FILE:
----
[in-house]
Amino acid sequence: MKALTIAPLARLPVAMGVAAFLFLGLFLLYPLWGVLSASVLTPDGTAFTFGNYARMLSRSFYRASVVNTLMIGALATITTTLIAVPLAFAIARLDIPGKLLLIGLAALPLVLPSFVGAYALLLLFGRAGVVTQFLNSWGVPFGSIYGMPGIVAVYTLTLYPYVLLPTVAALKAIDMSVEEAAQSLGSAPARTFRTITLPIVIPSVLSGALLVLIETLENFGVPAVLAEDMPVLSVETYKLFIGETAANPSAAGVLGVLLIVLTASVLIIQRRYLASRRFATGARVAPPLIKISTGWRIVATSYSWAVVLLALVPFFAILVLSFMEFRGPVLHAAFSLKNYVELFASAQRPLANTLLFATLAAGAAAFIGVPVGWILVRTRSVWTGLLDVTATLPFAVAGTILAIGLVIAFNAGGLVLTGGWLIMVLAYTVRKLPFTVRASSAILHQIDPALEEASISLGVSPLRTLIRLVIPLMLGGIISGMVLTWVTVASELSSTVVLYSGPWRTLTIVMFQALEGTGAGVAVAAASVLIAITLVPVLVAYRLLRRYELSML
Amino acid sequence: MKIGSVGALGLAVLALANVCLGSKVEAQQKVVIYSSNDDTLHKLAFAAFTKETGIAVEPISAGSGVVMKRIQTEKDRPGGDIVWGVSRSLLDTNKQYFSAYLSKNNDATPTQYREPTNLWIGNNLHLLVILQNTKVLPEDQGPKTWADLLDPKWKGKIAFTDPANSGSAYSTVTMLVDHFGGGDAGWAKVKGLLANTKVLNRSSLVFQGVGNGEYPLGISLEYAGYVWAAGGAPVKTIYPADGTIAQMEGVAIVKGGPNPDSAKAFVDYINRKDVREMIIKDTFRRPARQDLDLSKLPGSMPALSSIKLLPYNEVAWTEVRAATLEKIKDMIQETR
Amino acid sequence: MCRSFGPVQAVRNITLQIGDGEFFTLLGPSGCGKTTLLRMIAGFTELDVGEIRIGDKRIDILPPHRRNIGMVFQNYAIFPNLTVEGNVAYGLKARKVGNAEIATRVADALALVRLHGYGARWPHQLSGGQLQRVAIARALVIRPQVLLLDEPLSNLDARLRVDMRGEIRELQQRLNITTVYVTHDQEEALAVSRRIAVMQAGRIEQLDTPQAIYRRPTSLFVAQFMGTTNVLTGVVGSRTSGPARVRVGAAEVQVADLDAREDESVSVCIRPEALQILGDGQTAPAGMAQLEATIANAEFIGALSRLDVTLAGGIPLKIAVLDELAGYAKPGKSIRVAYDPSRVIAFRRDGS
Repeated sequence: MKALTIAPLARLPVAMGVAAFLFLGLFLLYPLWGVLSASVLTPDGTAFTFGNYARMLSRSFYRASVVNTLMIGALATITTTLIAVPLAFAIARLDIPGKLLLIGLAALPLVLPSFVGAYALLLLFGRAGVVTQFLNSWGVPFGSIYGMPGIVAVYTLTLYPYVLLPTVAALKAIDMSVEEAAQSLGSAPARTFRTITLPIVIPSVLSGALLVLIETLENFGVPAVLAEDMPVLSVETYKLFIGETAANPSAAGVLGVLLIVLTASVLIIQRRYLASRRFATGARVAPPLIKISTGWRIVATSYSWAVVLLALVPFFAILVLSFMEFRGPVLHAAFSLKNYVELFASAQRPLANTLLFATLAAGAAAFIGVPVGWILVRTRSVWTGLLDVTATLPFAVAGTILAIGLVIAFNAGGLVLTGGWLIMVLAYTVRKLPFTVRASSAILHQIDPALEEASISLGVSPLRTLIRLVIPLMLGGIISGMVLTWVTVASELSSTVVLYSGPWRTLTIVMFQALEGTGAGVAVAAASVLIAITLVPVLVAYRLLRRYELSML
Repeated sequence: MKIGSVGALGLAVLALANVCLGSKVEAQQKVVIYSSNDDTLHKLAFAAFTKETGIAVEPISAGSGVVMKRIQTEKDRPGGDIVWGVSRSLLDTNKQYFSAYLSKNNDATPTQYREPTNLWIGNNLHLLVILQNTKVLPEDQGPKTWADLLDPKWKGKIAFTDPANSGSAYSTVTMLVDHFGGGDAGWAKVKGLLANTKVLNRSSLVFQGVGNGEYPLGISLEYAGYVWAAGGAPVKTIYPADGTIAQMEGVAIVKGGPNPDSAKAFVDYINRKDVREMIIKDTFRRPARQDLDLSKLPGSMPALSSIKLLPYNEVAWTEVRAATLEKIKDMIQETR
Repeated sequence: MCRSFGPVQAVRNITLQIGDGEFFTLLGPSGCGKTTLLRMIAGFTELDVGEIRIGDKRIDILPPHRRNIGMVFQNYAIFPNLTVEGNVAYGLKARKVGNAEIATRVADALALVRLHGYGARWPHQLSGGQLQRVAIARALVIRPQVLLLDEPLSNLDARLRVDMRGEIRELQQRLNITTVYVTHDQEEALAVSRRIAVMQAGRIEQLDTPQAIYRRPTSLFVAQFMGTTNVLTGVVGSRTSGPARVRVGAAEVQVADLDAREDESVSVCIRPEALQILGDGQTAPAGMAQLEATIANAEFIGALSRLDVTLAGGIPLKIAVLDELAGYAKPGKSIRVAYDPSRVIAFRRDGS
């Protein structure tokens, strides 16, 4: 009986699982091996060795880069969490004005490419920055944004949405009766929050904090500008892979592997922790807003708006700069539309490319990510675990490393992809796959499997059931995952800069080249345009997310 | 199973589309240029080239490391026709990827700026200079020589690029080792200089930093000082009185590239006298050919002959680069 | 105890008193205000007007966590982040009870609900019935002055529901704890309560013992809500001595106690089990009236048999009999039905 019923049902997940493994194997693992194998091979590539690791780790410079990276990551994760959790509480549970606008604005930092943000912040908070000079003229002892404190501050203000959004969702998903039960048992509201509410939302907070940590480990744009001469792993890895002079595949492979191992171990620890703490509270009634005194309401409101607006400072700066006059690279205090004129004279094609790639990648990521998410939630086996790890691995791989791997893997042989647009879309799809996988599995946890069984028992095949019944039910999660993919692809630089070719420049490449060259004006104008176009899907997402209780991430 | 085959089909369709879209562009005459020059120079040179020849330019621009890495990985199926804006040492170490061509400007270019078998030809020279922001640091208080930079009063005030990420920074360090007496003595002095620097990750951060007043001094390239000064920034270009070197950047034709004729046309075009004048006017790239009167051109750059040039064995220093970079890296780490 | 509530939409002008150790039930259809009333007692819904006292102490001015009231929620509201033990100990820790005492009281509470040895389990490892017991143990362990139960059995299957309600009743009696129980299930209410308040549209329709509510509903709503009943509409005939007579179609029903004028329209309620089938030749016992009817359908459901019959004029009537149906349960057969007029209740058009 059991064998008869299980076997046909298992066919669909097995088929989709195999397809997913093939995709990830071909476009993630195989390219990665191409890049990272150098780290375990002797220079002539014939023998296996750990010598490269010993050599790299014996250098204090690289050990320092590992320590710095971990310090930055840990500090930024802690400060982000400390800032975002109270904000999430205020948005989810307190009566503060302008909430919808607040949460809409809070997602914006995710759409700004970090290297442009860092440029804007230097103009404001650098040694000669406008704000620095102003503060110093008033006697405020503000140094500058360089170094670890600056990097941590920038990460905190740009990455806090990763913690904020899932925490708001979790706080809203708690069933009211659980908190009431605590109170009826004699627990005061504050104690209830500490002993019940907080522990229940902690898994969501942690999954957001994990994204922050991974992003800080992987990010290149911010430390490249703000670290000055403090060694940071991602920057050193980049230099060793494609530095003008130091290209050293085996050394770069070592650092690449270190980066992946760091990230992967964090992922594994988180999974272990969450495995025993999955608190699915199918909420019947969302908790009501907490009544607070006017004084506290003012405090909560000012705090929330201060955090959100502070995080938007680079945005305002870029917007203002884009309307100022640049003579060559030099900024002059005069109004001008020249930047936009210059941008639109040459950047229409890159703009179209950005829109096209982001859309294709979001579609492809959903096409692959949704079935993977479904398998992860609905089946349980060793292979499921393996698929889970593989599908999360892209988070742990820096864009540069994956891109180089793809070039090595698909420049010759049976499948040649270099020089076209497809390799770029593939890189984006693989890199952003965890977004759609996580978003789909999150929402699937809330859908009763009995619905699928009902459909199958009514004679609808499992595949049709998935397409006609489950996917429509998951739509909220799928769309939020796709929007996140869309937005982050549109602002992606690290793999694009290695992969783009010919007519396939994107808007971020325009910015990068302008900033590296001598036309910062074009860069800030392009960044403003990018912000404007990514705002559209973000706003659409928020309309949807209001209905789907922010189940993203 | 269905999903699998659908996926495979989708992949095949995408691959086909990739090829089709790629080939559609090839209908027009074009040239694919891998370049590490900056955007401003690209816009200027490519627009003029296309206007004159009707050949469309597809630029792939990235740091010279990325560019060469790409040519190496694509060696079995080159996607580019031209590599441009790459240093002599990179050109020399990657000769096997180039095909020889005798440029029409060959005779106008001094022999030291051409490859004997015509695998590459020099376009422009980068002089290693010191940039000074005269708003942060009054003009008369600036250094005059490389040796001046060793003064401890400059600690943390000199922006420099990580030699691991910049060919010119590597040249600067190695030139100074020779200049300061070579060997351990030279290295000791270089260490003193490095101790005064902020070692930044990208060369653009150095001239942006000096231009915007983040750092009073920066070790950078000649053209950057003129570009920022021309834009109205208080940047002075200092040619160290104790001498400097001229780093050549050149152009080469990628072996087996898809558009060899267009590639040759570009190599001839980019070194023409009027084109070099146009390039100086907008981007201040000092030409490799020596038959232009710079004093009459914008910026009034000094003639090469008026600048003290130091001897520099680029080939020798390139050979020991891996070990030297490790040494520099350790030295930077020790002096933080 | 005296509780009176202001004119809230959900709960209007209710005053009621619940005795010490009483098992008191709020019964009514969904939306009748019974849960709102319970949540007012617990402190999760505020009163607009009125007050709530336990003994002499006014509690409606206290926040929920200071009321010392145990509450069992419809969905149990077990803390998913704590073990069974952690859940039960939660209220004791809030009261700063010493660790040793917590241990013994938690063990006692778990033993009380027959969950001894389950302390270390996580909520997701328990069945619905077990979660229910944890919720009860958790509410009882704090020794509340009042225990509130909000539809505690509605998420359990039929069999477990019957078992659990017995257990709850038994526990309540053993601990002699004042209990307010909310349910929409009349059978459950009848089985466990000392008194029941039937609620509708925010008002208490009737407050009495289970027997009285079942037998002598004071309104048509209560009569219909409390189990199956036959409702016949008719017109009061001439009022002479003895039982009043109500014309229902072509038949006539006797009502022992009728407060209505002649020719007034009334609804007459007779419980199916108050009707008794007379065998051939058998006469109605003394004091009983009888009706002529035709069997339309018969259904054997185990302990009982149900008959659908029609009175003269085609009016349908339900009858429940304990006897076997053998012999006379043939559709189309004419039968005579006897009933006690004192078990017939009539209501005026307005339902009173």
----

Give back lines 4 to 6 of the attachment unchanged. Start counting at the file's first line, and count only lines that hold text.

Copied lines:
Amino acid sequence: MCRSFGPVQAVRNITLQIGDGEFFTLLGPSGCGKTTLLRMIAGFTELDVGEIRIGDKRIDILPPHRRNIGMVFQNYAIFPNLTVEGNVAYGLKARKVGNAEIATRVADALALVRLHGYGARWPHQLSGGQLQRVAIARALVIRPQVLLLDEPLSNLDARLRVDMRGEIRELQQRLNITTVYVTHDQEEALAVSRRIAVMQAGRIEQLDTPQAIYRRPTSLFVAQFMGTTNVLTGVVGSRTSGPARVRVGAAEVQVADLDAREDESVSVCIRPEALQILGDGQTAPAGMAQLEATIANAEFIGALSRLDVTLAGGIPLKIAVLDELAGYAKPGKSIRVAYDPSRVIAFRRDGS
Repeated sequence: MKALTIAPLARLPVAMGVAAFLFLGLFLLYPLWGVLSASVLTPDGTAFTFGNYARMLSRSFYRASVVNTLMIGALATITTTLIAVPLAFAIARLDIPGKLLLIGLAALPLVLPSFVGAYALLLLFGRAGVVTQFLNSWGVPFGSIYGMPGIVAVYTLTLYPYVLLPTVAALKAIDMSVEEAAQSLGSAPARTFRTITLPIVIPSVLSGALLVLIETLENFGVPAVLAEDMPVLSVETYKLFIGETAANPSAAGVLGVLLIVLTASVLIIQRRYLASRRFATGARVAPPLIKISTGWRIVATSYSWAVVLLALVPFFAILVLSFMEFRGPVLHAAFSLKNYVELFASAQRPLANTLLFATLAAGAAAFIGVPVGWILVRTRSVWTGLLDVTATLPFAVAGTILAIGLVIAFNAGGLVLTGGWLIMVLAYTVRKLPFTVRASSAILHQIDPALEEASISLGVSPLRTLIRLVIPLMLGGIISGMVLTWVTVASELSSTVVLYSGPWRTLTIVMFQALEGTGAGVAVAAASVLIAITLVPVLVAYRLLRRYELSML
Repeated sequence: MKIGSVGALGLAVLALANVCLGSKVEAQQKVVIYSSNDDTLHKLAFAAFTKETGIAVEPISAGSGVVMKRIQTEKDRPGGDIVWGVSRSLLDTNKQYFSAYLSKNNDATPTQYREPTNLWIGNNLHLLVILQNTKVLPEDQGPKTWADLLDPKWKGKIAFTDPANSGSAYSTVTMLVDHFGGGDAGWAKVKGLLANTKVLNRSSLVFQGVGNGEYPLGISLEYAGYVWAAGGAPVKTIYPADGTIAQMEGVAIVKGGPNPDSAKAFVDYINRKDVREMIIKDTFRRPARQDLDLSKLPGSMPALSSIKLLPYNEVAWTEVRAATLEKIKDMIQETR